Lots to get on with in the garden today so not much horticultural chat and more time for gardening activities.
Lil and Karin continued the work on lowering the hawthorn hedge.
‘Pete the Pond’ arrived to work on clearing and sorting out the pond with the assistance of Ann, Julia and Pat.
The other big task of the day was to take down the old shed and to sort out all the contents. The demolition team particularly enjoyed the challenge and we now await arrival of the new replacement shed.
Other tasks included working in the greenhouse, pricking out and sowing seeds and dividing the oregano.
Reading week at the Garden House and an opportunity for the Friday group to catch up on any horticultural activities over half term, share book recommendations and listen to a couple of readings from favourite gardening books. Ann had enjoyed a visit to the RHS spring plant and potato fair in London (see photos).
Other recommendations included Piet Oudolf’s new garden in Bruton, Somerset, a bark trail at Wakehurst place, the gardens at Eltham Palace, Wilderness Woods in East Sussex and Bressingham Gardens in Norfolk.
Some group members chose to read gardening books-
Others continued with some gardening activities:
- sorting out the cold frames
- sowing seeds
- and Ruth, Hilary with some help from Susie continued to work on reducing the height of the hawthorn hedge
Happy Birthday Dinah!
Ann gave a talk to the group today about growing begonias. Ann has grown begonias very successfully in pots in her garden, they will grow well in shade and are not susceptible to damage from slugs and snails.
Begonias are a genus of about 900 species but Ann focused particularly on tuberous begonias including in particular pendula begonias which have a cascading habit and a long flowering season. They often have dark green pointed leaves and the flowers are in small clusters. The tubers are kept dormant over winter in frost free conditions in the same way as dahlias. In March/April they can be put into a shallow seed tray, hollow side up and covered with compost and kept moist.
They then need to be kept in warm enough conditions such as a greenhouse or conservatory. When the leaves start to show they can be potted on, they need to be hardened off and planted outside in mid May when there is no danger of frosts. They should be fed every week once they are in growth with a high potassium feed such as tomato food. They can be potted on and can grow quite large.
The tubers will need to be lifted before the first frosts. Tuberous begonias can be propagated by dividing once shoots have started to appear on the tuber, making sure when cutting the tuber that each piece has at least one bud and some root.
So lots of good advice on growing these plants and the pictures from Ann’s garden above show just how beautiful they can look in the right place.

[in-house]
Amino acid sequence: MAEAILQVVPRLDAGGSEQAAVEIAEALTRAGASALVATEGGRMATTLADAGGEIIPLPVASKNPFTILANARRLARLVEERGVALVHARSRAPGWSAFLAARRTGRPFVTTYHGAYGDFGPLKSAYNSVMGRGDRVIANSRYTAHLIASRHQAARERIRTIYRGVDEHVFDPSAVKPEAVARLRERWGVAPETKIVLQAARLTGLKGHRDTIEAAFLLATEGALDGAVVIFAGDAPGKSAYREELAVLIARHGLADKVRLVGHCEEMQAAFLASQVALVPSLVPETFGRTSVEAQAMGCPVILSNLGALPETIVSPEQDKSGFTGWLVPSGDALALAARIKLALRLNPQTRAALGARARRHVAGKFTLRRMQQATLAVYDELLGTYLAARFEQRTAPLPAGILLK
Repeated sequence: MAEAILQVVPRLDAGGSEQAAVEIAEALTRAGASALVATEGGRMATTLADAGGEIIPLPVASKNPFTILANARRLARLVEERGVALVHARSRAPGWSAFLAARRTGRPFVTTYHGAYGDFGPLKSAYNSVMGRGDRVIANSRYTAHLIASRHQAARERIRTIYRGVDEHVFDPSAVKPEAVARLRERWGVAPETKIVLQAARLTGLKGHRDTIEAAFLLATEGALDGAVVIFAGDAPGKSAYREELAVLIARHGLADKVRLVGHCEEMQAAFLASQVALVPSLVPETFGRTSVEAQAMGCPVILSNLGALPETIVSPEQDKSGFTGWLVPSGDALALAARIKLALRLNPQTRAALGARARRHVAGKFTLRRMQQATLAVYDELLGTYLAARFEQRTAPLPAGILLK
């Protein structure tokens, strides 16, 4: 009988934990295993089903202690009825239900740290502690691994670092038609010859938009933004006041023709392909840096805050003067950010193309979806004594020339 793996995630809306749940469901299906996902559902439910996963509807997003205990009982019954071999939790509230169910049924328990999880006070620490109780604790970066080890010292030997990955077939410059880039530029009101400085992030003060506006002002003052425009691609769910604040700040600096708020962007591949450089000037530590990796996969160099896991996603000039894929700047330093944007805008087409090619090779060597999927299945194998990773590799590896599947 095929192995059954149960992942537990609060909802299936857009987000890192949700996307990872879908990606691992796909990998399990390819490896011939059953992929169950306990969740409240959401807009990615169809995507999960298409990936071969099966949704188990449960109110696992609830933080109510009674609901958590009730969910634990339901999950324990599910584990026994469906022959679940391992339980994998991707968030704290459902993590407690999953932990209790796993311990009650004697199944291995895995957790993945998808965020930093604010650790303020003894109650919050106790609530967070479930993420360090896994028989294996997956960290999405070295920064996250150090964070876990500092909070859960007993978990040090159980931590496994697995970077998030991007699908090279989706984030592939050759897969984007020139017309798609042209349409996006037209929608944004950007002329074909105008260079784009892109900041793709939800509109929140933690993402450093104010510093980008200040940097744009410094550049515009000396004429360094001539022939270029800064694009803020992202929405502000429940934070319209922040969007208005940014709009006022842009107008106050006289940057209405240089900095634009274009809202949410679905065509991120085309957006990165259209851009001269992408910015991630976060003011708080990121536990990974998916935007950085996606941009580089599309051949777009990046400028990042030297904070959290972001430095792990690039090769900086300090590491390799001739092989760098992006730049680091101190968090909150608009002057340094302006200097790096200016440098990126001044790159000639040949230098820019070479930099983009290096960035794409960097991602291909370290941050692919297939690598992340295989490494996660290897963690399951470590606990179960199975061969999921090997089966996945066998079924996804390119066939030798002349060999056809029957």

Activities in the garden this week:
- Sorting out plants for the new shrubbery area and potting on as needed
- Sorting out plants in the greenhouse and potting on hebe cuttings
- Repairing the arches over the path
- Taking hardwood cuttings and also sorting out the sempervivums
- Planting out strawberry plants into old wheelbarrow, this was first filled with crocks and compost and then after planting topped off with straw.
- Starting work on lowering the hawthorn hedge – it needs to come down by about 1m so that plants in the borders either side have more light and moisture.
And finally the latest creative structure from Vicky and a birthday present for Bridge- a chair made out of wood from the pine tree that came down in the garden. The seat will be used for planting.
The Friday group decamped to RHS Wisley on a cold but beautiful, bright and clear day. The pictures tell the story.
We had some discussion on planting snowdrops as now is the time to plant snowdrops (Galanthus) ‘in the green’. They can be planted in partly shaded areas but do need good drainage so put some grit into the planting hole and ensure that they are kept watered through the summer months. Snowdrops should be planted in clumps and if planted now they should flower well next year. The Chelsea Physic Garden is famous for its snowdrop displays.
African violet cuttings can also be taken now – they are easy to do. Choose a healthy leaf with a leaf stalk (petiole) and insert it into gritty compost, put a plastic bag over the pot to help with germination and seedlings will develop at the base of the leaf which can then be transplanted.
We also looked at cyclamen coum plants that have been bought for the Garden House. They grow in shade, often under trees but do need moisture to help them get established. They can also be grown in pots if there is good drainage.
Things to do in the garden in February: